MGM Entertainment is an American commercial broadcast network that is a flagship property of WarnerMGM Communications Co., a subsidiary of the Orange Roof Corporation. The network is headquartered in Culver City, California on West Washington Boulevard, just across the street from the Metro-Goldwyn-Mayer studio lot. But the network's second corporate headquarters and news headquarters remains at the former flagship store of Bonwit Teller at Fifth Avenue in Midtown Manhattan, New York City, New York, and its television center is based at New York City, New York at the Elysee Theatre on 58th Street.
The network also has a radio station, called MGM Radio, also based at the Elysee Theatre. The fourth network in the Big Five television networks, MGM launched on August 1, 1976, following in the footsteps of the Big Three, and has become the most successful attempt at a fourth network. It has thirteen owned-and-operated and over 245 affiliated television stations, as well as 23 owned-and-operated radio stations throughout the United States and its territories.
MGM and its affiliated companies operate many entertainment channels in international markets, although these do not necessarily air the same programming as the U.S. network. Most viewers in Canada have access to at least one U.S.-based MGM affiliate, either over-the-air or through a pay television provider, although MGM’s NASCAR and National Football League telecasts and most of its prime time programming are subject to simultaneous substitution regulations for cable and satellite providers imposed by the Canadian Radio-television and Telecommunications Commission (CRTC) to protect rights held by domestically based networks.
The network is named after Metro-Goldwyn-Mayer, MGM’s parent company, and indirectly for producer Samuel Goldwyn and Louis B. Mayer, who founded three of the movie studio's predecessors, Goldwyn Pictures Corporation, Metro Pictures Corporation, and Louis B. Mayer Pictures Corporation, respectively. MGM is a member of the North American Broadcasters Association and the National Association of Broadcasters.
MGM Television entered the field with its self-proclaimed fourth network, the MGM Family Network (MFN), on September 9, 1973 with the movie The Yearling on 145 stations. MFN was created to fill the family programming void from 5:00 to 8:00 p.m. due to the implementation of the Prime Time Access Rule, using movies from the MGM library scheduled to air on one Sunday every two months. The premiere of MFN registered a 40 rating. MFN broadcast only four times a year in September, January, March and May, and had 14 films assigned to the network from the MGM library.
1970s: Establishment of the network
The MGM network’s foundations were laid on January 31, 1975 through the then-new Orange Roof Corporation’s $75,000,000 purchase of the Metro-Goldwyn-Mayer studio, just thirty days after its acquisition of the Howard Johnson Company.
In February 1975, Orange Roof Corporation agreed to pay $50 million to acquire independent television stations in seven major U.S. cities from the John Kluge-run broadcasting company Metromedia: WNEW-TV in New York City, WTTG in Washington, D.C., KTTV in Los Angeles, WCVB-TV in Boston, KRIV-TV in Houston, WFLD-TV in Chicago, and KRLD-TV in Dallas.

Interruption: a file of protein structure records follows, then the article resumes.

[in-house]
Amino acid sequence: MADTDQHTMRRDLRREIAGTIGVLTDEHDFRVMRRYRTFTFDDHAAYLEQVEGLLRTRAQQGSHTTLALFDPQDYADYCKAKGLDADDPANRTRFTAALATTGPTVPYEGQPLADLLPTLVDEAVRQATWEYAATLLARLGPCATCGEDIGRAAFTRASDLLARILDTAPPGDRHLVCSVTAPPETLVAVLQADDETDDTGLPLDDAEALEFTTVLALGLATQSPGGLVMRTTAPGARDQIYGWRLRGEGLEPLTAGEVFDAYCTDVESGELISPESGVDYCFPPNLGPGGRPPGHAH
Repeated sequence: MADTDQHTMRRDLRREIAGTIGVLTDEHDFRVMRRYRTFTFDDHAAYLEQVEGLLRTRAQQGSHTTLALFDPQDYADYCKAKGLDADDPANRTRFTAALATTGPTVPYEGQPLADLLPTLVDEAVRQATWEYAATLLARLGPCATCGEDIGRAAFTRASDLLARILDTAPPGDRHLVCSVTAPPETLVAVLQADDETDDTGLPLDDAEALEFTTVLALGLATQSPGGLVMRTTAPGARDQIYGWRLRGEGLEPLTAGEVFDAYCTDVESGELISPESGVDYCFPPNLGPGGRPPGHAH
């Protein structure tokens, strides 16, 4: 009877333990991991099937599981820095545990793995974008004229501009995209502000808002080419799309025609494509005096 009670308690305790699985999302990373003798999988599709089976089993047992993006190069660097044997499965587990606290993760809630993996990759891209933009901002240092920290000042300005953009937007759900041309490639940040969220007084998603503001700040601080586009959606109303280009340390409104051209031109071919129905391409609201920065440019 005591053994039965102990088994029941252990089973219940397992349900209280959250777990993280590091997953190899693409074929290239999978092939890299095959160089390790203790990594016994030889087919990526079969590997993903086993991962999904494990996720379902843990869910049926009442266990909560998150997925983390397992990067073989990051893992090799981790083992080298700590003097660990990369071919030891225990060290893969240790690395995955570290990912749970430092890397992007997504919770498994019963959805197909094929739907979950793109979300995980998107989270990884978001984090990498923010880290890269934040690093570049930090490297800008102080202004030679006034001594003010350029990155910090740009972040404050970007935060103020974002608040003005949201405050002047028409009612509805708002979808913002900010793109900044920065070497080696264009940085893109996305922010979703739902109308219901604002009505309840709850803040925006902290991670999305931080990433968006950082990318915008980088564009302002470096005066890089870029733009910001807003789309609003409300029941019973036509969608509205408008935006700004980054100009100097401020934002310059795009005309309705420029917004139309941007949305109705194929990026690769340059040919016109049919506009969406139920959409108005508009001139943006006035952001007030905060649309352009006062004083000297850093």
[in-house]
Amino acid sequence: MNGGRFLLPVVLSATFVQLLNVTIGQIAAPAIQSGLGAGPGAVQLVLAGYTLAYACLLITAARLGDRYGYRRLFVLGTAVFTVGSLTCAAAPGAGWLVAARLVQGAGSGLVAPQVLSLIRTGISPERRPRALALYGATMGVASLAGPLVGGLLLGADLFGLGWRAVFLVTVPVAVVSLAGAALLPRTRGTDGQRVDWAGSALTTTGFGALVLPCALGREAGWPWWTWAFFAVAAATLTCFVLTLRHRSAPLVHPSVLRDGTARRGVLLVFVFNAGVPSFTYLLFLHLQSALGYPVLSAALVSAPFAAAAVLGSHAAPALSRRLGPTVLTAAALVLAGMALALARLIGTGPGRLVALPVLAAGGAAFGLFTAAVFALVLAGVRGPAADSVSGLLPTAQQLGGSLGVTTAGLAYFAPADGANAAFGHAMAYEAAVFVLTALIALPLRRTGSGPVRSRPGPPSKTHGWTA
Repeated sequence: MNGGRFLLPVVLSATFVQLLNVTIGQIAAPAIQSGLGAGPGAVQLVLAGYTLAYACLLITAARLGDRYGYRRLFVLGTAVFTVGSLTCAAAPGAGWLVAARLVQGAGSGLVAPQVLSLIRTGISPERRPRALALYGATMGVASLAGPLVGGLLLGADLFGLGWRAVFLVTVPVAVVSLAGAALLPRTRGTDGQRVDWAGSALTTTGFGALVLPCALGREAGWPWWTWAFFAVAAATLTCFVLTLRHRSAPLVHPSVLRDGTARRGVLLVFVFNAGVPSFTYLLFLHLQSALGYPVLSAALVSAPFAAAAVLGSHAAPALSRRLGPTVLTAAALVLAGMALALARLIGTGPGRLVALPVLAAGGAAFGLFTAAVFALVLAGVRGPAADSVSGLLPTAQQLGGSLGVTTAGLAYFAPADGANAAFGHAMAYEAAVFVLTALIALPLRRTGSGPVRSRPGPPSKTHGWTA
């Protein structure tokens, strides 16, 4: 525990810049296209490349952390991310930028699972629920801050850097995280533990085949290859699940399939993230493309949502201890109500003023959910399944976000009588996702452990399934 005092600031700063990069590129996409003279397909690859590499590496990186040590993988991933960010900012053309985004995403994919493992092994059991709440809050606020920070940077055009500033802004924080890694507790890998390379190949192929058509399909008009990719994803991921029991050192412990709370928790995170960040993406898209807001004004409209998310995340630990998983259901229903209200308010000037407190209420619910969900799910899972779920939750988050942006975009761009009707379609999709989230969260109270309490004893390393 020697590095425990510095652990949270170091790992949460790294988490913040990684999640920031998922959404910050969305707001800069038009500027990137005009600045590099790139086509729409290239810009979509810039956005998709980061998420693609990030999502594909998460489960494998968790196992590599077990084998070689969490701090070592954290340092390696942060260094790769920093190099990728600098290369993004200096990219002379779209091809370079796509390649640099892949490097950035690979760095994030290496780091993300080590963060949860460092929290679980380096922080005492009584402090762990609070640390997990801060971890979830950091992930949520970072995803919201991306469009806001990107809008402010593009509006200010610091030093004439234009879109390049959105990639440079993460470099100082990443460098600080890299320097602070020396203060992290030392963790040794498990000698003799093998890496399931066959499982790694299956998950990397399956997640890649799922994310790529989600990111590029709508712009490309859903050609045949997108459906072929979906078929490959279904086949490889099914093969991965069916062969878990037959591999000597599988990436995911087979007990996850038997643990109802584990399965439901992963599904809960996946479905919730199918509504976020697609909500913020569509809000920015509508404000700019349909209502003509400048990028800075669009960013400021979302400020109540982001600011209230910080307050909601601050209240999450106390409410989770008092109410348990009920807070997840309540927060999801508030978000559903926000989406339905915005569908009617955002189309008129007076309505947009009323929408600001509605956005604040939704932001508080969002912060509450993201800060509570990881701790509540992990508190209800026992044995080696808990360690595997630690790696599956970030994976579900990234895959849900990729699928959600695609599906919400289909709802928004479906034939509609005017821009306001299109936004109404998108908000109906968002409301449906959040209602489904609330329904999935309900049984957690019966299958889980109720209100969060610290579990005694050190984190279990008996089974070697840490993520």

Because Metromedia (originally known as Metropolitan Broadcasting at its founding) was spun off from the failed DuMont Television Network, radio personality Clarke Ingram has suggested that the MGM network is a revival or at least a linear descendant of DuMont. The former Metromedia stations WNEW (originally known as WABD) and WTTG were two of the three original owned-and-operated stations of the DuMont network, and that the former base of DuMont's operations, the DuMont Tele-Centre in Manhattan, eventually became the present-day MGM Broadcast Center.
Beginning of the network
In February 1975, Metro-Goldwyn-Mayer announced its intentions to form a fourth television network that would compete with ABC, CBS, and NBC. The plans were to use the combination of the MGM studios and the former Metromedia stations to both produce and distribute programming. Organizational plans for the network were held off until the Metromedia acquisitions cleared regulatory hurdles. The network was approved by the FCC in March 1976. Owner Trevor J. Simpson then sent advertisements to magazines proclaiming the network’s beginning, and bought billboards to promote its new shows.
MGM debuted with a soft launch on August 1, 1976 with an airing of the 1939 film The Wizard of Oz. The network had its "grand opening" the next day for the 1976-77 television season. Its inaugural programs were a revival of Supermarket Sweep, followed by the fifth season of The Price is Right, which moved over from CBS, along with the sitcom The Schmidts, and the soap opera Horace's. Its Saturday morning cartoon lineup consisted of an animated revival of My Mother the Car, and Cases of Team Terry, and its late night lineup featured the talk show The George Carlin Show.
With the network's success, MGM added sports telecasts in 1977, including NASCAR, NFL, and MLB events, and signed an exclusive long-term deal to broadcast the Summer Olympics. The 1977-78 season was heralded as a breakout season, with many of the network's programs dominating the ratings.
The network became even more successful in the 1980s; shows like